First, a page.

Jake McIntyre’s departure sums up everything wrong with Australian Rugby recruitment

By Sam Ryan

23-year old Queensland Reds flyhalf Jake McIntyre will leave Australia in the coming weeks and join newly promoted French Top 14 club Agen for the upcoming season.

While there is no denying McIntyre has had a tough time at Ballymore of late, there’s a hell of a lot more to this story and the underlying issue is one that is holding Australian rugby back significantly.

Since the sport went professional, Australian rugby has been obsessed with the idea of the ‘schoolboy prodigy’.


A 17 or 18 year old star who plays Australian Schoolboys and is signed by a Super Rugby club either straight out of school, or a year or two later.

The problem is most 21-year-old kids aren’t ready to play Super Rugby and Jake McIntyre was no different.

Yes, he was incredibly talented and a star at Schoolboy, U20s and NRC level, but he wasn’t ready to play against Beauden Barratt and there is nothing wrong with that. Not many players are.

Instead of spending a few years in club rugby to develop his body and skillset, McIntyre was thrown in the deep end and expected to lead an understrength Reds team against some of the best provincial sides in the world.

He was destined to fail.

And now, right around the time when he should have been playing well enough in club land to warrant a Super Rugby start, he’s been released by the Reds to play in France and he may be lost to Australian rugby forever.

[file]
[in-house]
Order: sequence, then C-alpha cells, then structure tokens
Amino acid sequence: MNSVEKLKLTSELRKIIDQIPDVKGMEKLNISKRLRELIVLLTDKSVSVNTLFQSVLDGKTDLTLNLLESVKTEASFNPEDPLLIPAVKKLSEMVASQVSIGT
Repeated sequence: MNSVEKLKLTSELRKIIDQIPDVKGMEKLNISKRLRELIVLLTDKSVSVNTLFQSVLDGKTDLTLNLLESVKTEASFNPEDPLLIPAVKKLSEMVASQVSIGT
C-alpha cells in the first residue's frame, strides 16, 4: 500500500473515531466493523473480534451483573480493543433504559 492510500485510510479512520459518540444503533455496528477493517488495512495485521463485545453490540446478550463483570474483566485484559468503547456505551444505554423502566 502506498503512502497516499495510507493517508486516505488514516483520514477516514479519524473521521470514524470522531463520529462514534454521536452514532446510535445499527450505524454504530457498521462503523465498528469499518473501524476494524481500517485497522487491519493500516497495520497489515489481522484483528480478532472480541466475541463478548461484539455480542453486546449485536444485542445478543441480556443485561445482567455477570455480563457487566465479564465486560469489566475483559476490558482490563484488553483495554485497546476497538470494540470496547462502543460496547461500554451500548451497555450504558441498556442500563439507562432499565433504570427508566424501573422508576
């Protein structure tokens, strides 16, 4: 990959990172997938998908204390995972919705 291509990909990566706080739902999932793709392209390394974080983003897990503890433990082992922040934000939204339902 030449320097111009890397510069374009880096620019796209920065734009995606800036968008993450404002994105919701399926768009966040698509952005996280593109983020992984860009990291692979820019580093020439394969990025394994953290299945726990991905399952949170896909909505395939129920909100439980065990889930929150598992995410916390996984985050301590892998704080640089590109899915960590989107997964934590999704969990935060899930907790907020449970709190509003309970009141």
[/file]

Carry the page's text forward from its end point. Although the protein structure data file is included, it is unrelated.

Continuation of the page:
The same kid that was touted as Quade Cooper’s long term replacement has left Australian rugby before he was even given a chance to peak.

Why? Because the Reds have signed 19-year old Hamish Stewart to replace him.

And at the same time, there are a handful of brilliant 25 to 30-year old No.10s playing in Brisbane and Sydney waiting patiently by their phones to get a shot.

It’s a brutal cycle that we see repeated in Australian rugby far too often.

The best example in my eyes is Kurtley Beale, who is really only just now fulfilling his true potential at 28 after first showing up at Waratahs training as a 15-year old.

Imagine how much Australian rugby could have benefited if he was given an extra year or two to develop?

There are no easy answers at the moment, but clearly things need to change.

Is it time to revisit the idea of a National Academy for our young players? Where they spend parts of the year training professionally, but play club rugby each weekend.

It would certainly help our U20s side. They haven’t reached the semi finals of the World Championships in their last six attempts.

And it would create space in Super Rugby programs for more mature players who are actually ready to play Super Rugby.

I’m really not sure what the answer is but the current system clearly isn’t working and it’s time to acknowledge that.

Hopefully in a few years time, Jake McIntyre will return to Australian rugby and if he does, I hope he is a star. It’s not his fault that 21-year olds aren’t ready to play Super Rugby, very few of them are.